March 19, 2014
March Madness is in full tilt, which means office pools are likely are, too. While some workers stand to make money with their NCAA brackets, employers are bracing to lose some in lost productivity. According to at least one study, this may not be such a bad thing, and may even boost employee morale and engagement overall.
A recent study from the global outplacement firm Challenger, Gray & Christmas predicts companies overall will lose about $1.2 billion for each unproductive work hour spent on NCAA tournament-related activities, reports The Chicago Tribune. The analysis is based on a 2009 survey that suggested 50 million people participate in office pools each year coupled with a recent U.S. Bureau of Labor Statistics report suggesting a national average hourly wage of $24.31.
"The impact on productivity comes from several directions. You have employees talking about which teams made or didn't make the tournament. You have other workers setting up and managing office pools," John A. Challenger, the firm's chief executive officer, said in a statement acquired by the Tribune.. "Of course, there are the office pool participants, some of whom might take five minutes to fill out a bracket, while others spend several hours researching teams, analyzing statistics and completing multiple brackets."
Lost productivity is one possible impact the NCAA tournament may have on the American workplace, but it is not the only concern. According to The Washington Post, employees streaming games from their computers or checking their brackets frequently could overwhelm company networks and reduce Internet speeds.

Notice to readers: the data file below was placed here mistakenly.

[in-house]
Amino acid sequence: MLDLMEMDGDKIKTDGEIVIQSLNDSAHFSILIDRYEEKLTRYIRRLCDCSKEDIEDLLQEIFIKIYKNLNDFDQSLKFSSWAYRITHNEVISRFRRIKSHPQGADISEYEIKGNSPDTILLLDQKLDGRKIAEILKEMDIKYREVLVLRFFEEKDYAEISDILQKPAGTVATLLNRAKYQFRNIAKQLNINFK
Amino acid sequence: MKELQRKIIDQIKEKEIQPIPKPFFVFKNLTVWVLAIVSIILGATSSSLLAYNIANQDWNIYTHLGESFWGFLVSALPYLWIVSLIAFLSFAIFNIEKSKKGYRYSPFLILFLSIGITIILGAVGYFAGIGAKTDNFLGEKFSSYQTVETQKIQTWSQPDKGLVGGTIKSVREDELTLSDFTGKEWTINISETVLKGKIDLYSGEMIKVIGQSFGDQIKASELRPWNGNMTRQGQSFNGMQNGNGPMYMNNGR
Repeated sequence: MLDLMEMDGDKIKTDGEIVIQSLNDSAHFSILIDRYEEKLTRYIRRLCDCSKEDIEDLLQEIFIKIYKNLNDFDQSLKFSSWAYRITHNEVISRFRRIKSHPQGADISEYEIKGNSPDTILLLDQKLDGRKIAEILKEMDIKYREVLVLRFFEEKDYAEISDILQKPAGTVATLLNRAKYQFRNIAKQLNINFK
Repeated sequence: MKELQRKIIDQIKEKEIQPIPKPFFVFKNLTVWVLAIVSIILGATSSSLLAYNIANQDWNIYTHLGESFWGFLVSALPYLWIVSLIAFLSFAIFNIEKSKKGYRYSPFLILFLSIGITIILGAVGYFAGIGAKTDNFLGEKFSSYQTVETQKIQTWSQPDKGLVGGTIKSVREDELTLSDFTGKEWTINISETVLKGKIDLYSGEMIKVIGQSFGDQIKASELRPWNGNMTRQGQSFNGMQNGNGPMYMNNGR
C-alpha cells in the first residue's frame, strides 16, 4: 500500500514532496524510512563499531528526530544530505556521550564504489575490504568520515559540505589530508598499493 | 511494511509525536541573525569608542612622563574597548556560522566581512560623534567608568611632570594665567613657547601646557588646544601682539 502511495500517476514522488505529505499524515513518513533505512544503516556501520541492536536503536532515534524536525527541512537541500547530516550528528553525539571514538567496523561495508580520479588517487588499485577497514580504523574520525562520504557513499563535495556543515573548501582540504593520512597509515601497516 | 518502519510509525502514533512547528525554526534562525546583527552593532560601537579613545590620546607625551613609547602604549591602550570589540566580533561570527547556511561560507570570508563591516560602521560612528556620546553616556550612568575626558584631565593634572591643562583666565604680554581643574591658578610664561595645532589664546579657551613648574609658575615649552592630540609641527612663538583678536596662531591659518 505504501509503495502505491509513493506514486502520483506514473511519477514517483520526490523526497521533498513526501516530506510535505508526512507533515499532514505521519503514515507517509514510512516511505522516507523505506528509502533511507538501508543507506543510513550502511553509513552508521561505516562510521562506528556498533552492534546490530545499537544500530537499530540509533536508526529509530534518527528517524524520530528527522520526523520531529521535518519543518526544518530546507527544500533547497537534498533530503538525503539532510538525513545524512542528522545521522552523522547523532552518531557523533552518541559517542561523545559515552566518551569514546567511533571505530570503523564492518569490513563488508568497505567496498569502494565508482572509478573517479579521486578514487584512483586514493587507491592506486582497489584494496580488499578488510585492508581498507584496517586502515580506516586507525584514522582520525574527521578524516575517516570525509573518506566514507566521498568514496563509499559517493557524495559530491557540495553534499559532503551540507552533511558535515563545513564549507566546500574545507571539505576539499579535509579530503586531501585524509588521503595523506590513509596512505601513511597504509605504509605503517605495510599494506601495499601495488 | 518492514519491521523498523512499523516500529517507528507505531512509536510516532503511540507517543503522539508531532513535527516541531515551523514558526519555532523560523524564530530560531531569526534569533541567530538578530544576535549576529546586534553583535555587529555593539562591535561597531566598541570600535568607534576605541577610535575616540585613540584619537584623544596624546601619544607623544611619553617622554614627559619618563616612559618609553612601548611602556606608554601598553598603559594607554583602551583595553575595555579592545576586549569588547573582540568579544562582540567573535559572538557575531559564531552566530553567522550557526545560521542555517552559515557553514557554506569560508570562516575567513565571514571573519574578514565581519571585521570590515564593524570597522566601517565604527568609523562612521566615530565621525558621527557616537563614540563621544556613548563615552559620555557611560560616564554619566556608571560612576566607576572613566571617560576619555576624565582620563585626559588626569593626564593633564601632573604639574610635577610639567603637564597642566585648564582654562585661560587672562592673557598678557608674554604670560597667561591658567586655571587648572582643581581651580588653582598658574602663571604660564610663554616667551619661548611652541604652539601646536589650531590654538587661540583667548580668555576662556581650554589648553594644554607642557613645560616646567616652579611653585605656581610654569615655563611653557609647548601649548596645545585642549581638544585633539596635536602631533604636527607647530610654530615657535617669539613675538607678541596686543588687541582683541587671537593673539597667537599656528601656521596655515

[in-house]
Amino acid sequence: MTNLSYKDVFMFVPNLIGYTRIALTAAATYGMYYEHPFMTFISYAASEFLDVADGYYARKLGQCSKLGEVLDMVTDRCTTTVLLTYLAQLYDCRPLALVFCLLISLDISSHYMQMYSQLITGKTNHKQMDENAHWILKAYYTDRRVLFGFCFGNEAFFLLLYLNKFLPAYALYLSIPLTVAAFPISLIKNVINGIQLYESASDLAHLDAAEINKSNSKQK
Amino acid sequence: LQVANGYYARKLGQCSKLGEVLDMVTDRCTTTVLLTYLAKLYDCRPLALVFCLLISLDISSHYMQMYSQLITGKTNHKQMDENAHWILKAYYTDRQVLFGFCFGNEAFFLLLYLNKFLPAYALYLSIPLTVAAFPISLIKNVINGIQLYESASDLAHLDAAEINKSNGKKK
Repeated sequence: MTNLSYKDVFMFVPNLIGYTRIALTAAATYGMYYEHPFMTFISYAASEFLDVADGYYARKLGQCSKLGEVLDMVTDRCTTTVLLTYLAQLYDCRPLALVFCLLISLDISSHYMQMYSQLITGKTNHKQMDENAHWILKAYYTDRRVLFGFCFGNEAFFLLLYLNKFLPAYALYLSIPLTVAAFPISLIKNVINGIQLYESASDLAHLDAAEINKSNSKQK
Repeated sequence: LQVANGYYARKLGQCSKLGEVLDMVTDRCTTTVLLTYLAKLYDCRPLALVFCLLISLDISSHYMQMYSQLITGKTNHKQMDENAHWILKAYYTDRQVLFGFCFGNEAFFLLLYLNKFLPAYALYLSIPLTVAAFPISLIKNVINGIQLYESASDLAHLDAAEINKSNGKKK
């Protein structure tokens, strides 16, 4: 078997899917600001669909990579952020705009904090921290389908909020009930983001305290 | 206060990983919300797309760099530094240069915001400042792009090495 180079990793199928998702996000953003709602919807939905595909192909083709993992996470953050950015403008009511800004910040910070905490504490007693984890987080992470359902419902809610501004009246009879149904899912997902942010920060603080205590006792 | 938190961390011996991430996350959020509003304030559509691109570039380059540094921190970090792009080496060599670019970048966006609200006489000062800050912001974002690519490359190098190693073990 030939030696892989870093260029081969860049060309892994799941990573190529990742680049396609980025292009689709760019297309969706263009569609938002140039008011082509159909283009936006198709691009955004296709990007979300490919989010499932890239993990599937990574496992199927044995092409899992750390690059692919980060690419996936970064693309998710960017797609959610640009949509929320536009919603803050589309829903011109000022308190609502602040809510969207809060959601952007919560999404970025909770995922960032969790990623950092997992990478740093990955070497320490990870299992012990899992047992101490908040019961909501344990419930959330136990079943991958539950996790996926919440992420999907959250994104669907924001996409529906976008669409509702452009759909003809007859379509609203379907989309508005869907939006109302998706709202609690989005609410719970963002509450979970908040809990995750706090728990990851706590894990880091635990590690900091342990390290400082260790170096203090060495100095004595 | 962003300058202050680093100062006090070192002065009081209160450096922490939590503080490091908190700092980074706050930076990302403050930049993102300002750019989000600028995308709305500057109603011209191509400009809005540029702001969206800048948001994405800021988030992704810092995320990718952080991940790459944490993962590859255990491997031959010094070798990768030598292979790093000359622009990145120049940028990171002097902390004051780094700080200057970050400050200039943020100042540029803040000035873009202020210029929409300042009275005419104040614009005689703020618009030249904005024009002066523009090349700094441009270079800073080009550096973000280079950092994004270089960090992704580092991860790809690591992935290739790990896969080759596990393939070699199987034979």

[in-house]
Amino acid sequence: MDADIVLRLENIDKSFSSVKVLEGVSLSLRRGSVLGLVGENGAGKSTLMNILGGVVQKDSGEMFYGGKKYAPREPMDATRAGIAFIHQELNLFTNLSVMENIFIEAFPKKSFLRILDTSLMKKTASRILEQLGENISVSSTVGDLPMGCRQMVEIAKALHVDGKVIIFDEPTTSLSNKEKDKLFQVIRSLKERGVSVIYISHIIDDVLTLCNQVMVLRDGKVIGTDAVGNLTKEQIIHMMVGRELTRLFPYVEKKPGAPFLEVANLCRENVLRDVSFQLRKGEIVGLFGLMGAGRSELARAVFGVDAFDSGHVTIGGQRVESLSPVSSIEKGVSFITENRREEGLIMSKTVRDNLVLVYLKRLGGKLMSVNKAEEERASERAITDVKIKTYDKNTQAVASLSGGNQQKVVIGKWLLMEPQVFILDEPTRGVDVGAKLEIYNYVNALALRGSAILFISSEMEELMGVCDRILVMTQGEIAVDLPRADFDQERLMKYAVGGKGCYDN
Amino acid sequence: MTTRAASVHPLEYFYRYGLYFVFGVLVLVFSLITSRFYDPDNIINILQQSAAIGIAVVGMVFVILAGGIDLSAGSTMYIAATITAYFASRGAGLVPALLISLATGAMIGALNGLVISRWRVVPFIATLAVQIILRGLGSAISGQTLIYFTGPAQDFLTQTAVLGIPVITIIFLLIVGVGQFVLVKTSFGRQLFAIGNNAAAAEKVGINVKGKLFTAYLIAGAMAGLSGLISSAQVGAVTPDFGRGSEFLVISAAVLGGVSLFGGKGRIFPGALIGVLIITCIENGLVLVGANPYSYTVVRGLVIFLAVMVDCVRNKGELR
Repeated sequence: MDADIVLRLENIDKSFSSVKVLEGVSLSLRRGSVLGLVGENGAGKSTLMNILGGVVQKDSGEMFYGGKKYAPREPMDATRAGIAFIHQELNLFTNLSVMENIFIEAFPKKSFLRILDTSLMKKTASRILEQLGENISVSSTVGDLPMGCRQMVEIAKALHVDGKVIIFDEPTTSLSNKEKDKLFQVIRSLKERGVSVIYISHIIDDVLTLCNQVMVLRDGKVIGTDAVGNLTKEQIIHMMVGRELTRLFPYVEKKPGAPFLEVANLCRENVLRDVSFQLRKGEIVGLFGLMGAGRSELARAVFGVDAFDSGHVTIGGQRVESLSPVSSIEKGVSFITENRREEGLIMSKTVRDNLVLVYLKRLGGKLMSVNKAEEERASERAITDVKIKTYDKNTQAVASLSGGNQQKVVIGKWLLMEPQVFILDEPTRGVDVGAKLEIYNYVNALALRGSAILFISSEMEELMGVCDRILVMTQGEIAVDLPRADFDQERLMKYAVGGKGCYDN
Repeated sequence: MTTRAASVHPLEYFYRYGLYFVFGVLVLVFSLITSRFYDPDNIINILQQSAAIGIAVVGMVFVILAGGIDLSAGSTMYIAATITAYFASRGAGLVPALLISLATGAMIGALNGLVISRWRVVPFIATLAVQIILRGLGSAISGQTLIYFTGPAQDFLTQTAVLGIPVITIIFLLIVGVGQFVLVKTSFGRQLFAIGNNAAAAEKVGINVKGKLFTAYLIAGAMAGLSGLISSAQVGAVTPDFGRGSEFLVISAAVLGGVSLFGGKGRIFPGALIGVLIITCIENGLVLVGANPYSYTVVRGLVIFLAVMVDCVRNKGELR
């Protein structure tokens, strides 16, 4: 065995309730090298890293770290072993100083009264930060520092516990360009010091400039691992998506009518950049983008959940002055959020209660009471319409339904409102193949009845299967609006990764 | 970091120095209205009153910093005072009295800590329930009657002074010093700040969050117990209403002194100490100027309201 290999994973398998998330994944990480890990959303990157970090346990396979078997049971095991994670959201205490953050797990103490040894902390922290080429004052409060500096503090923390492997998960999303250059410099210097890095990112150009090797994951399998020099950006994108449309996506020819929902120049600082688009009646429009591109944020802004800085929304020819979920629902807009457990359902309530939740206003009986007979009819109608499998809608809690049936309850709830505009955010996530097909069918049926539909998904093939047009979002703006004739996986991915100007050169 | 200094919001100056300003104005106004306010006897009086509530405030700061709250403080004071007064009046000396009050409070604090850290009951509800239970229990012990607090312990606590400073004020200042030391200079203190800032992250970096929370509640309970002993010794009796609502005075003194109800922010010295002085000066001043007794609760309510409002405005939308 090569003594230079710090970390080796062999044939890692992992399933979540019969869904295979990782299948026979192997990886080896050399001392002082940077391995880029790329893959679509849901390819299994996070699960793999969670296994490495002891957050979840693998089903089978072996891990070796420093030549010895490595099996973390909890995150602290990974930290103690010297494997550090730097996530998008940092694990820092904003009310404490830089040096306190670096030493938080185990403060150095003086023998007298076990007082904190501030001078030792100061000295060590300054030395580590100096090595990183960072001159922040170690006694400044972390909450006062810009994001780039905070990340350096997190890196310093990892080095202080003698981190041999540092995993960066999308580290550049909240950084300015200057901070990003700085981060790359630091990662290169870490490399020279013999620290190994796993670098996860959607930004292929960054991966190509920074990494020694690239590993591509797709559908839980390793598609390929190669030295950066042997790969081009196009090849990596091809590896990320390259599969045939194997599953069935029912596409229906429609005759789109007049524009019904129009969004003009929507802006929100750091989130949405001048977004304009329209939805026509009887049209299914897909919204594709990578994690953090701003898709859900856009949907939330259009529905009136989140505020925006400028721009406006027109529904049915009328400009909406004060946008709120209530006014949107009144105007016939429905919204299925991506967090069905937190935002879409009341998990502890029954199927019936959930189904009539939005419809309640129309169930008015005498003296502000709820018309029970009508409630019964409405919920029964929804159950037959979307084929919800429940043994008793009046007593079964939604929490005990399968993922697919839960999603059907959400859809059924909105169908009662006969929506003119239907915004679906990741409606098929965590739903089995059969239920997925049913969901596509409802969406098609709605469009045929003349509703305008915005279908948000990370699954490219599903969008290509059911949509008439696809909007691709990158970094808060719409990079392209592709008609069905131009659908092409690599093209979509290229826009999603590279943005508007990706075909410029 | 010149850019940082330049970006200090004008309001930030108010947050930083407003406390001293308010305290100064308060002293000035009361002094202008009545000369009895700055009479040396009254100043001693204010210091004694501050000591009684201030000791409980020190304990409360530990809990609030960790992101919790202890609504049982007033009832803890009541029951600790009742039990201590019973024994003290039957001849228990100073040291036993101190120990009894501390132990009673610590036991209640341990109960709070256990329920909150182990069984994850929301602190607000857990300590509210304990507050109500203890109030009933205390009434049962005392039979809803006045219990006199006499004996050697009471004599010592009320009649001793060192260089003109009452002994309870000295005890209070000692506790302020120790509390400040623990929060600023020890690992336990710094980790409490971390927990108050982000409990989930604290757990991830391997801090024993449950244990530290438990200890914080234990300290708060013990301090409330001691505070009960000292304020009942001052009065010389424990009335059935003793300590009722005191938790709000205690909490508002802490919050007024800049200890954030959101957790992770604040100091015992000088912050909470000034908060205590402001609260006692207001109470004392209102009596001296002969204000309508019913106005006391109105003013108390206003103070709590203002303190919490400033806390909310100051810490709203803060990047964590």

Given the report, one might expect Challenger and company to advocate employer bans on office pools and workplace viewing. On the contrary, reports The Los Angeles Times -- the firm actually advises companies to embrace March Madness, by, for example, catering lunches and setting up televisions in break rooms. It recommends also temporarily relaxing office dress codes so that employees can support their favorite teams. These activities boost employee morale, notes Challenger, which offers its own economic rewards.
"It is unlikely that a few days of March Madness distraction will impact the company's bottom line," Challenger told The Los Angeles Times. "Taking a hard line on office pools and online streaming, on the other hand, could have a dramatic impact on the bottom line if it leads to increased turnover or causes employees to become disengaged, which will only lower both the quantity and quality of work output."
As for office managers, they largely view the NCAA tournament in a neutral or even positive light. The Washington Post reports that a recent survey of 300 senior leaders by the staffing service OfficeTeam found that only 11 percent of managers think March Madness has a negative impact on productivity; 27 percent said it has a positive impact while the remaining 62 percent believe it has no impact at all. About a third of respondents said they believe office pools and other events actually boosted workplace morale, motivating some employers to embrace the tournaments by staging company-wide events.
Compiled by Aimee Hosler
"Companies brace for time lost on NCAA brackets," chicagotribune.com, March 18, 2014, http://www.chicagotribune.com/sports/college/chi-companies-brace-for-time-lost-on-ncaa-brackets-20140318,0,3451018.story
"Don't worry about the March Madness productivity loss too much," washingtonpost.com, March 17, 2014, Jena McGregor, http://www.washingtonpost.com/blogs/on-leadership/wp/2014/03/17/dont-worry-about-the-march-madness-productivity-loss-too-much/
"March Madness will boost office morale, drop productivity, study says," latimes.com, March 11, 2014, http://www.latimes.com/business/money/la-fi-mo-march-madness-worker-productivity-20140311,0,2821403.story#axzz2wLFZMOnN